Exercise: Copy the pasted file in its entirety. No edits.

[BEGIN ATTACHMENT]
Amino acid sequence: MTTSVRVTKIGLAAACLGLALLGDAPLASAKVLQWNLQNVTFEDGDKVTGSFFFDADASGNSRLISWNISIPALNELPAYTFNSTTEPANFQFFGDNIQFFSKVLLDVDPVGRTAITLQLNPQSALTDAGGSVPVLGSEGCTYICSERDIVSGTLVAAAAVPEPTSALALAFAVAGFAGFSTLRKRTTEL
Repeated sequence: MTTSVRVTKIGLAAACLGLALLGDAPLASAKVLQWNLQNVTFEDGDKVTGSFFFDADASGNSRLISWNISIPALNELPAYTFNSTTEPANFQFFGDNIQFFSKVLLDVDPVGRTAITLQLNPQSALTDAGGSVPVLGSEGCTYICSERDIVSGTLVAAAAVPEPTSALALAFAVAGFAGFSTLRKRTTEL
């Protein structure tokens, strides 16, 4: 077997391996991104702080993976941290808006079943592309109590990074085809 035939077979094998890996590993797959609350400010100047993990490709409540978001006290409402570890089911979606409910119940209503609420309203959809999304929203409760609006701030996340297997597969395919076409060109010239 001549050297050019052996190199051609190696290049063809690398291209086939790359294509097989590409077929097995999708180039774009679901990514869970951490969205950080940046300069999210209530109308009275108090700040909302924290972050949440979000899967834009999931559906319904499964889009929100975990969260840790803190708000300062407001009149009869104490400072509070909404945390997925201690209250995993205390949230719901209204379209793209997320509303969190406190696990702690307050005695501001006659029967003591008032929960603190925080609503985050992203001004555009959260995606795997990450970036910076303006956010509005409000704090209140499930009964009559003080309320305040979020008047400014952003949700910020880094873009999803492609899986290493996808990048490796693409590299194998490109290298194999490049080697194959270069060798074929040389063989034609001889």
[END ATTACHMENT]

Amino acid sequence: MTTSVRVTKIGLAAACLGLALLGDAPLASAKVLQWNLQNVTFEDGDKVTGSFFFDADASGNSRLISWNISIPALNELPAYTFNSTTEPANFQFFGDNIQFFSKVLLDVDPVGRTAITLQLNPQSALTDAGGSVPVLGSEGCTYICSERDIVSGTLVAAAAVPEPTSALALAFAVAGFAGFSTLRKRTTEL
Repeated sequence: MTTSVRVTKIGLAAACLGLALLGDAPLASAKVLQWNLQNVTFEDGDKVTGSFFFDADASGNSRLISWNISIPALNELPAYTFNSTTEPANFQFFGDNIQFFSKVLLDVDPVGRTAITLQLNPQSALTDAGGSVPVLGSEGCTYICSERDIVSGTLVAAAAVPEPTSALALAFAVAGFAGFSTLRKRTTEL
């Protein structure tokens, strides 16, 4: 077997391996991104702080993976941290808006079943592309109590990074085809 035939077979094998890996590993797959609350400010100047993990490709409540978001006290409402570890089911979606409910119940209503609420309203959809999304929203409760609006701030996340297997597969395919076409060109010239 001549050297050019052996190199051609190696290049063809690398291209086939790359294509097989590409077929097995999708180039774009679901990514869970951490969205950080940046300069999210209530109308009275108090700040909302924290972050949440979000899967834009999931559906319904499964889009929100975990969260840790803190708000300062407001009149009869104490400072509070909404945390997925201690209250995993205390949230719901209204379209793209997320509303969190406190696990702690307050005695501001006659029967003591008032929960603190925080609503985050992203001004555009959260995606795997990450970036910076303006956010509005409000704090209140499930009964009559003080309320305040979020008047400014952003949700910020880094873009999803492609899986290493996808990048490796693409590299194998490109290298194999490049080697194959270069060798074929040389063989034609001889």